Bridging the socio-economic divide between public and private schools

by Marilyn Achiron
Editor, Directorate for Education
Several months ago, we described how PISA results show that, when it comes to the question of private versus public schooling, it’s the students who make the school. Both private schools and public schools with student populations from socio-economically advantaged backgrounds benefit the individual students who attend them. But PISA results also showed that there is no evidence to suggest that the proportion of private schools in a country, in and of itself, is associated with higher performance of the school system as a whole.

In most PISA-participating countries and economies, the average socio-economic background of students who attend privately managed schools is more advantaged than that of those who attend public schools. The PISA team wanted to find out why some school systems seem to be better than others at minimising the socio-economic differences that are often apparent between publicly and privately managed schools.

The …

17 top OECD tweeters to follow on education

by Cassandra Davis and Julie Harris
Communications, Directorate for Education

Like us, you are looking for the best and latest information on education when you trawl blogs and twitter streams, Google search results and RSS feeds from news sites. You're seeking quality content, timely content, new research and answers to age-old questions. Years ago, we ploughed through papers found in online libraries, on websites and links sent by colleagues. Today, we have a number of new, well-informed sources at our fingertips (on Twitter, Facebook, Google+ and even Pinterest). Some see these as contributing to information overload. Others have learned to use them as powerful filters.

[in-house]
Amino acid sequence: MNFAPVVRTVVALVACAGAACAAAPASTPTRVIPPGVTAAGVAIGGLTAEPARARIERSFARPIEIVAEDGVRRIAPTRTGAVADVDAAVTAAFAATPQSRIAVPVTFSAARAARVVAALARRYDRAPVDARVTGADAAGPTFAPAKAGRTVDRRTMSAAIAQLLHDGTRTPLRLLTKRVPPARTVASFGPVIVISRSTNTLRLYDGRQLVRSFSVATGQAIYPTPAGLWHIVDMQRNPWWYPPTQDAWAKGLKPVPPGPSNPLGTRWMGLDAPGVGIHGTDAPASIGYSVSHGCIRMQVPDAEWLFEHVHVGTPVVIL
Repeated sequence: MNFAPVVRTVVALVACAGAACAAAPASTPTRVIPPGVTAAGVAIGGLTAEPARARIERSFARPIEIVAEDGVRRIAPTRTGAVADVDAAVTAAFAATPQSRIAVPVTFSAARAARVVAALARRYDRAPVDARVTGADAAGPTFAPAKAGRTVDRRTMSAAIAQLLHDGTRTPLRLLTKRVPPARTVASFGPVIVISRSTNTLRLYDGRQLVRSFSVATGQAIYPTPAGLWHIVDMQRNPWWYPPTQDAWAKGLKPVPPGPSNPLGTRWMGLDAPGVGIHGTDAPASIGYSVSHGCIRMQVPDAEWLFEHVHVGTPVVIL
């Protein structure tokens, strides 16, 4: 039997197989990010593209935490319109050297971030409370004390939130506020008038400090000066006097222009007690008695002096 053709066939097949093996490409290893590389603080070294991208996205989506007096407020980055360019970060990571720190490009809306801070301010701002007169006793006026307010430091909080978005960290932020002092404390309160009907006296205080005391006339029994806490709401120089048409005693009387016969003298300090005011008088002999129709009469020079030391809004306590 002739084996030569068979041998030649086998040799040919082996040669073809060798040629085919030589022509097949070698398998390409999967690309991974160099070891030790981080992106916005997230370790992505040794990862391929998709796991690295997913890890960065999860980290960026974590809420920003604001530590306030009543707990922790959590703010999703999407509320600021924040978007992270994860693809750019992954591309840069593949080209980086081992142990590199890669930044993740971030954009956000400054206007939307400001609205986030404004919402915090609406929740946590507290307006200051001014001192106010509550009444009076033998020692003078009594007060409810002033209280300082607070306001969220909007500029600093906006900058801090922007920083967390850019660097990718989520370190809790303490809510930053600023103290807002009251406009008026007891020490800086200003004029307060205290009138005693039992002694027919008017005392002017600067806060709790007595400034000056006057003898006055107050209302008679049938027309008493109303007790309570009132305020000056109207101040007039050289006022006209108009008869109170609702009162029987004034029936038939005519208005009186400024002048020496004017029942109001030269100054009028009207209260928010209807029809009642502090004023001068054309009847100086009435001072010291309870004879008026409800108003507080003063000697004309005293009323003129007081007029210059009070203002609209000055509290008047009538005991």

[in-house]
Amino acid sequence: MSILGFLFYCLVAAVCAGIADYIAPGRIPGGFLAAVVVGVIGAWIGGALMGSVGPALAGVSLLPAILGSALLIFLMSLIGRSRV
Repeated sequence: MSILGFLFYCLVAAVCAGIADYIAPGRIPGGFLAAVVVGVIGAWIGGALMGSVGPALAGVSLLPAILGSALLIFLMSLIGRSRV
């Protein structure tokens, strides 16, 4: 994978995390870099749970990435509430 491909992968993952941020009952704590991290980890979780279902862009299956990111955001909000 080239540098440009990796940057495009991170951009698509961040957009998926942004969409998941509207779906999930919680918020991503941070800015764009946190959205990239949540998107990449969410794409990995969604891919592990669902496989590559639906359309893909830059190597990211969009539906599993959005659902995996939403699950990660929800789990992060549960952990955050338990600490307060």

Some of the most reliable filters are knowledgeable people who care enough to share. So who are the "filters" and sources tweeting here at the OECD on education? Take a look below, follow a few, and let us know who we should be following in the comments below. Together, we will learn, share and tweet th…

Bridging the skills gap

by Kathrin Hoeckel
Analyst, Skills Beyond Schools Division, Directorate for Education

If you were to ask someone which countries tend to bear the brunt of a shortage of skills in this era of globalised trade, you couldn't fault them for thinking of developing countries.

While this is certainly true, the problem is by no means limited to poorer countries. Indeed, even in countries at the forefront of the developed world and consistently at the top of the PISA rankings, skills shortages can plague the economy.

Two such countries are Australia and Canada.

The Canadian Council on Learning says there is a clear “gap between the demand for workers with strong literacy and numeracy skills and the supply of Canadians who possess them.” They point out that the growth in the information communication technology industries, coupled with the reduced demand for unskilled workers due to foreign outsourcing, has only served to intensify the need for skilled workers. The question is why there is s…